Google’s business model is changing, and we must now mourn the loss of organic results, which used to account for 70% of global traffic. From now on, if you want visitors to your site, you’ll have to pay. With the integration of generative AI, Google wants to evolve towards an answer engine that doesn’t send traffic outside. Zero links” were a foretaste of what Google was to become. From now on, Google’s vocation is to take content from sites and regurgitate it into its interface without letting you leave. Google’s search engine has thus become a gateway to the web, whose exit doors are barricaded.

Nobody knows how the algorithm works

Despite the recent leakage of technical documentation on the factors evaluated by Google’s algorithm for ranking results, we must face the objective fact that people must learn how to influence the results. There are, of course, mistakes to be avoided (for example, not having a mobile version of your site), but no one is able to explain why one site ranks higher than another or how to get to the top of the SERPs. SEO consultants will gladly tell you otherwise but do the test. Ask 10 SEO experts what they can do to move a particular page up the rankings, and you’ll get 10 different answers. I did the test with a web page giving me problems and got multiple pieces of advice. I implemented them all, and since 2023, I’m still waiting for tangible results.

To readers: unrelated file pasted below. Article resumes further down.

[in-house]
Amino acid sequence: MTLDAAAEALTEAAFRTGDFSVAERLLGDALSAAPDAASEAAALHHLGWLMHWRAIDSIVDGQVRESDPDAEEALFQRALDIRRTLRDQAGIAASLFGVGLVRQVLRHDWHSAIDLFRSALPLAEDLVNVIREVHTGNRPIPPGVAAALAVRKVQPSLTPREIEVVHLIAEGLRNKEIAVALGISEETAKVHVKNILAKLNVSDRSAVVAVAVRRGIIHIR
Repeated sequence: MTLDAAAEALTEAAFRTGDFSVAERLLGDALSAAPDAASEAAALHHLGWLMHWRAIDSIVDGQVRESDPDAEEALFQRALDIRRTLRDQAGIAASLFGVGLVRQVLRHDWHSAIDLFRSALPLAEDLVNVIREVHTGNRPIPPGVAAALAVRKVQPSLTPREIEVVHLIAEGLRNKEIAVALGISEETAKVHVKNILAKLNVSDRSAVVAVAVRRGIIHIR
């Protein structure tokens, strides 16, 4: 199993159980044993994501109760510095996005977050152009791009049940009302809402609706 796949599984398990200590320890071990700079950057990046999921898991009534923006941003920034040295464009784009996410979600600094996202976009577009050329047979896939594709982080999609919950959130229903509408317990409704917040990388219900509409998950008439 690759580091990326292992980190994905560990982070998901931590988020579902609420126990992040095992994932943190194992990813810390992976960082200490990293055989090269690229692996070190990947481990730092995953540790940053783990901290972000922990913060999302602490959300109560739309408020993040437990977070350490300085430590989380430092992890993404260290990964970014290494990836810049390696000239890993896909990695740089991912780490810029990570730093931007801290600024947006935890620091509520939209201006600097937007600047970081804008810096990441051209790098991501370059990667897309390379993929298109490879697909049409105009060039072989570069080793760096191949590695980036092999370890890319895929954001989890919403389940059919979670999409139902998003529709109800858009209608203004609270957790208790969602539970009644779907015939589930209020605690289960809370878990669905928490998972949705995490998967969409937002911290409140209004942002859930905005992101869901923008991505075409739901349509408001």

Since September 2023, every SEO expert has his theory: internal linking, advertising presence, site speed, … the truth is that none of them knows. And Google is taking us all for a ride, telling us, for example, that backlinks are less important than before.